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Ilokano and Amianan Studies, Northern Luzon Cultures, and… (Part 1)

My take on the issues that enmesh the concepts and realities of Ilokano Studies, Amianan Studies, the cultures of Northern Luzon, and the role of the universities from these regions is admittedly pre-shaped and pre-formed by my advocacy interests to preserve, perpetuate, and promote Ilokano and Amianan languages and cultures.

Ilokano and Amianan Studies, Northern Luzon Cultures, and the Universities from the Regions: Towards a Theory and Praxis

(Aurelio S. Agcaoili, PhD, teaches at the University of Hawai’i at Manoa and coordinates the Ilokano and Philippine Drama and Film Program of the Department of Hawaiian and Indo-Pacific Languages and Literatures. You can email him at: [email protected] or log on to his website: asagcaoili.blogspot.com for other articles on Ilokano life, culture, and society.  – Ed)

A Hermeneutics of Mixed Purposes

My take on the issues that enmesh the concepts and realities of Ilokano Studies, Amianan Studies, the cultures of Northern Luzon, and the role of the universities from these regions is admittedly pre-shaped and pre-formed by my advocacy interests to preserve, perpetuate, and promote Ilokano and Amianan languages and cultures.

The voice of about 30 million people that trace their heritage from these languages and cultures has largely been stifled and marginalized through the centuries and it is high time this voice was heard.

There is an inseparable tripod in the attempt to resist and reclaim: to resist the onslaught of hegemonic cultures and languages and to reclaim ownership of a language and culture—even to languages and cultures—that somehow partly defines the claimant. In the context of Ilokano Studies, the language and culture is specific to Ilokano. In the context of Amianan Studies, the languages and cultures that we are here committed to preserve, perpetuate, and promote are the languages and cultures of all the peoples of Northern Philippines so that while we acknowledge the position of Ilokano in this part of the country as the lingua franca, we recognize at the same time the right of other languages and cultures to co-exist with this lingua franca. The commitment thus of Ilokano language and culture and its advocates is to respect and assure the non-Ilokano communities their fair share of a democratic cultural and linguistic space afforded by any self-respecting nation-state that, among others, advertises itself as ‘democratic.’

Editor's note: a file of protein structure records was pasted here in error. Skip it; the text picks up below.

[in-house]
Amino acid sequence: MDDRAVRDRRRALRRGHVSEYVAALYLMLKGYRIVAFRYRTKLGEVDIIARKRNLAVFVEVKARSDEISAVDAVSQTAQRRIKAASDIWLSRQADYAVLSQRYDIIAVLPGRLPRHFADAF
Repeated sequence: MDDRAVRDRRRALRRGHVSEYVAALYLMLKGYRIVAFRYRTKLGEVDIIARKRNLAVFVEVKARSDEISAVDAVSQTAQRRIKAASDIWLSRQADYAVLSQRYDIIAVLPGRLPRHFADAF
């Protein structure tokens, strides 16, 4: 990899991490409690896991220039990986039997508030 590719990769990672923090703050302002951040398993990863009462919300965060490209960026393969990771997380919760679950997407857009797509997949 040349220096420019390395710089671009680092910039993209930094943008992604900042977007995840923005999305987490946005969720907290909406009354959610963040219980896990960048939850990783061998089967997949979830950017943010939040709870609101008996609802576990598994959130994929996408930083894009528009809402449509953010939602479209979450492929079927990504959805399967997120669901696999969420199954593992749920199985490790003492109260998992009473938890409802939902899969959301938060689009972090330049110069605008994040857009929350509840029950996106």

I admit that my being a culture and language teacher is itself a perspective that provides some biases and prejudices in the way I look at this emerging body of knowledge we call Ilokano and Amianan Studies, and these biases and prejudices are built-in from the logic of such a perspective.

I recognize that this is itself a kind of an intellectual ‘uma’ in the Ilokano and Amianan sense, a ‘lichtung’ in the Heideggerian sense—a clearing—through which I get to see the world from the forest of ideas, and the seeing is about (a) what is it to be an Ilokano in an ever-changing world; (b) what becomes of an Ilokano in an ever-changing landscape and topography of experience; and (c) what is it and what becomes of an Ilokano in an ever-changing geography of pain and struggle and sacrifices both in the ‘ili’ and the ‘pagilian’—the town and/or country—that is both a physical and psychical territory, a memory and emotion, a sense of affiliation and a sense of reference, a parameter and premise for belonging to a group.